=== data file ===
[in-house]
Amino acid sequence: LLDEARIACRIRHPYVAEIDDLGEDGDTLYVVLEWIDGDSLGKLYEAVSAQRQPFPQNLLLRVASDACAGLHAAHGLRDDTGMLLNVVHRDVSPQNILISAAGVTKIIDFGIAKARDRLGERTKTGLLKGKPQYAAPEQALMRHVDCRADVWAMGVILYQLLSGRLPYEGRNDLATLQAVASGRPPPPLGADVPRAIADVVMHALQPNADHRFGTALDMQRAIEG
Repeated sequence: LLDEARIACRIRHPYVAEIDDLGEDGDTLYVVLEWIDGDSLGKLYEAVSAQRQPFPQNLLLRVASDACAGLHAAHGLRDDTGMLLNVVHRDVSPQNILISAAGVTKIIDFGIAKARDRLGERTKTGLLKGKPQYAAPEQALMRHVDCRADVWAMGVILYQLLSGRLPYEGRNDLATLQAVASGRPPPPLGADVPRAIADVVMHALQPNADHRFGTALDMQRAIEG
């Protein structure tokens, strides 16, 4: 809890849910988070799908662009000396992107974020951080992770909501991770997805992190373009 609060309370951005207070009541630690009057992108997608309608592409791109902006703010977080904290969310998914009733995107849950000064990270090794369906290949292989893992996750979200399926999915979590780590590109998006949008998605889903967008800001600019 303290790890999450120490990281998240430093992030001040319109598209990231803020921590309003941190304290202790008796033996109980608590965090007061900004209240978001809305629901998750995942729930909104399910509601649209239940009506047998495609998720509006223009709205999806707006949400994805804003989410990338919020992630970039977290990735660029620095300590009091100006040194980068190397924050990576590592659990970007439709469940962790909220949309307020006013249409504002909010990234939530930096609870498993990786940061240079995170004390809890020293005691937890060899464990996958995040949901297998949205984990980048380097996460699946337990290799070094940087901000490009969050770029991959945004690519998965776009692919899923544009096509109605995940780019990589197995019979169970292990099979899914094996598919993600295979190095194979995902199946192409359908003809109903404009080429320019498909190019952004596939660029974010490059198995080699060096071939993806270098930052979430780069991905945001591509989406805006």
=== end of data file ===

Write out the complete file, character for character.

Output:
[in-house]
Amino acid sequence: LLDEARIACRIRHPYVAEIDDLGEDGDTLYVVLEWIDGDSLGKLYEAVSAQRQPFPQNLLLRVASDACAGLHAAHGLRDDTGMLLNVVHRDVSPQNILISAAGVTKIIDFGIAKARDRLGERTKTGLLKGKPQYAAPEQALMRHVDCRADVWAMGVILYQLLSGRLPYEGRNDLATLQAVASGRPPPPLGADVPRAIADVVMHALQPNADHRFGTALDMQRAIEG
Repeated sequence: LLDEARIACRIRHPYVAEIDDLGEDGDTLYVVLEWIDGDSLGKLYEAVSAQRQPFPQNLLLRVASDACAGLHAAHGLRDDTGMLLNVVHRDVSPQNILISAAGVTKIIDFGIAKARDRLGERTKTGLLKGKPQYAAPEQALMRHVDCRADVWAMGVILYQLLSGRLPYEGRNDLATLQAVASGRPPPPLGADVPRAIADVVMHALQPNADHRFGTALDMQRAIEG
């Protein structure tokens, strides 16, 4: 809890849910988070799908662009000396992107974020951080992770909501991770997805992190373009 609060309370951005207070009541630690009057992108997608309608592409791109902006703010977080904290969310998914009733995107849950000064990270090794369906290949292989893992996750979200399926999915979590780590590109998006949008998605889903967008800001600019 303290790890999450120490990281998240430093992030001040319109598209990231803020921590309003941190304290202790008796033996109980608590965090007061900004209240978001809305629901998750995942729930909104399910509601649209239940009506047998495609998720509006223009709205999806707006949400994805804003989410990338919020992630970039977290990735660029620095300590009091100006040194980068190397924050990576590592659990970007439709469940962790909220949309307020006013249409504002909010990234939530930096609870498993990786940061240079995170004390809890020293005691937890060899464990996958995040949901297998949205984990980048380097996460699946337990290799070094940087901000490009969050770029991959945004690519998965776009692919899923544009096509109605995940780019990589197995019979169970292990099979899914094996598919993600295979190095194979995902199946192409359908003809109903404009080429320019498909190019952004596939660029974010490059198995080699060096071939993806270098930052979430780069991905945001591509989406805006």